Good communication within a deal team can be the linchpin of a
successful transaction. Equally important, however, is the need to
preserve privilege and ensure that sensitive information is
insulated from any subsequent litigation. Balancing these two
demands in a complex and fast moving transaction can be cumbersome,
complicated and fraught with risk. Fortunately, recent developments
in the common law have shed some light on this issue and provide
useful guidance on how best to manage sensitive communications
within a deal team.
Solicitor-client privilege exists as a common law exception to
the evidentiary rules that compel disclosure during a litigation
dispute. The law recognizes the need to protect the relationship
between the lawyer and client from any apprehension that candid
discussions could be disclosed and used to the client's
detriment. Thus, the common law grants clients a protective right
over any communication passing between them and their legal
advisor, made confidentially, for the purpose of seeking or
receiving legal advice.
The law of privilege also recognizes the necessity of using
intermediaries to facilitate the process of giving and receiving
legal advice. Accordingly, communications made to a lawyer or
client's "agent" will be equally protected so long as
these individuals also satisfy the criteria for establishing
Once a communications falls outside this nexus, however, there
is a significant risk that privilege may be waived. Where, for
example, sensitive information is distributed to financial advisors
in a communication that relates to business issues, it is difficult
to assert legal privilege because the underlying rationale for the
protection, the lawyer-client relationship, is absent. In these
circumstances the client may be deemed to have waived privilege and
the communication may be compellable in any subsequent
Clear enough in the abstract, the complexity of these rules
multiply with each additional lawyer, banker, and consultant added
to the transaction. With dozens of individuals on the deal team,
each a purported "agent" of the lawyer or client, the
sheer volume of communications can stretch the umbrella of
privilege into a three-ring circus tent.
Earlier this year, Justice Colin Campbell of the Superior Court
Commercial List gave some much-needed guidance on this issue in Barrick Gold Corporation v. Goldcorp.
Inc. In summary, he held that a communication distributed
to a non-legal advisor could be privileged where that non-legal
advisor's involvement was essential for rendering the legal
advice sought by the client. Importantly, the court rejected a
permanent "deal team" extension of solicitor-client
privilege that would automatically apply to transactional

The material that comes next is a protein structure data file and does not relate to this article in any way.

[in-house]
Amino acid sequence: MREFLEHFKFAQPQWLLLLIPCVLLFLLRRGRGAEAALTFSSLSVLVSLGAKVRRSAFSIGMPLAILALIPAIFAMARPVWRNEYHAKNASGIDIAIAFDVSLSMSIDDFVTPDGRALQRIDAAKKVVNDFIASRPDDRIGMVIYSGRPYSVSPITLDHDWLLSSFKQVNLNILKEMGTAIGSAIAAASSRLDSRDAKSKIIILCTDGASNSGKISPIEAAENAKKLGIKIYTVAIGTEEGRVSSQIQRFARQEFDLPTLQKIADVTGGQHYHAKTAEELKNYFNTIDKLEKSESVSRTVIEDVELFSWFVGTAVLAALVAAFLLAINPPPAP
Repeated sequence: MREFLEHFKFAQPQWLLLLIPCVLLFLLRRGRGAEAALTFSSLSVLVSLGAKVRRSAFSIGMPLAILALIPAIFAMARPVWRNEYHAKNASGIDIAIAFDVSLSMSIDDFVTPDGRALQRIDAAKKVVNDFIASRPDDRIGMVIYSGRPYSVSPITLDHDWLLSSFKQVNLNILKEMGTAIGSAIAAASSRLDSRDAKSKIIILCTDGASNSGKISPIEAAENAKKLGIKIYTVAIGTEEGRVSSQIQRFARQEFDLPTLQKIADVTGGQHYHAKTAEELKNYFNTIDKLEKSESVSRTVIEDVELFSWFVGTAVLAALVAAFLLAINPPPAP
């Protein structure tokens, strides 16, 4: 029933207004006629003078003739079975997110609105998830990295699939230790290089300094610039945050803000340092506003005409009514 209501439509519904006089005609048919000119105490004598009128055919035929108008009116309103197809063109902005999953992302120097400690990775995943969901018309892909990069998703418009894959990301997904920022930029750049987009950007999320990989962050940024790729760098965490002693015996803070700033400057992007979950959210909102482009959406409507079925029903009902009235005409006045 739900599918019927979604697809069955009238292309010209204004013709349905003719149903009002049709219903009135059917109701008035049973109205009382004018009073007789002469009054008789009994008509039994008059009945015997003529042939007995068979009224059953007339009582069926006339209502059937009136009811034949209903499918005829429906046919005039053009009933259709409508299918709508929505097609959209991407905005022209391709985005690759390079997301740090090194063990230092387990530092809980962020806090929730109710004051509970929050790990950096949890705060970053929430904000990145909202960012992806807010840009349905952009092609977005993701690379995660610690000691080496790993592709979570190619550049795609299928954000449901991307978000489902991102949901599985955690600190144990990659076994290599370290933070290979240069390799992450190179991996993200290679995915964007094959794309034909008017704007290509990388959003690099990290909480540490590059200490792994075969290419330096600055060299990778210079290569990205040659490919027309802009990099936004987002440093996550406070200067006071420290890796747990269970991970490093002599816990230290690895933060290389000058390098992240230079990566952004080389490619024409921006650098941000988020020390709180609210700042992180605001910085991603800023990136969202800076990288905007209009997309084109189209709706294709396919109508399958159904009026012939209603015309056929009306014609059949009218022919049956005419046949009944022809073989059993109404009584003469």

communications. Rather, it emphasized that this analysis would be
context specific and would have to be established based on the
particular facts of each circumstance.
There are a number of useful guidelines that flow from the
principles explored by the Court in this case:
Recognize privilege issues early in a transaction and establish
a policy for distributing sensitive communications.
Document the function that non-legal advisors play in shaping
the overarching legal strategy.
Limit the dissemination of sensitive information to those
individuals whose role is essential for rendering the legal advise
sought by the client.
Review the entire chain of correspondence before forwarding an
email and consider establishing a new message if sensitive
information could be disseminated beyond the privilege nexus.
Scan the recipient list before sending a sensitive email.
Hitting "Reply All" indiscriminately can significantly
weaken the strength of the privilege.
As with any area of transactional risk, forethought on these
issues is imperative. While courts are loath to compel disclosure
of properly privileged information, stretching this protection over
ill fitting communications may have material and significant risks
if the deal sours and privilege is challenged. Implementing these
guidelines can help undercut these issues and ensure your sensitive
information remains protected.
The content of this article is intended to provide a general
guide to the subject matter. Specialist advice should be sought
about your specific circumstances.
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Under the Income Tax Act, the Employment Insurance Act, and the Excise Tax Act, a director of a corporation is jointly and severally liable for a corporation's failure to deduct and remit source deductions or GST.
Under the Income Tax Act, the Employment Insurance Act, the Canada Pension Plan Act and the Excise Tax Act, a director of a corporation is jointly and severally liable for a corporation's failure to deduct and remit source deductions.
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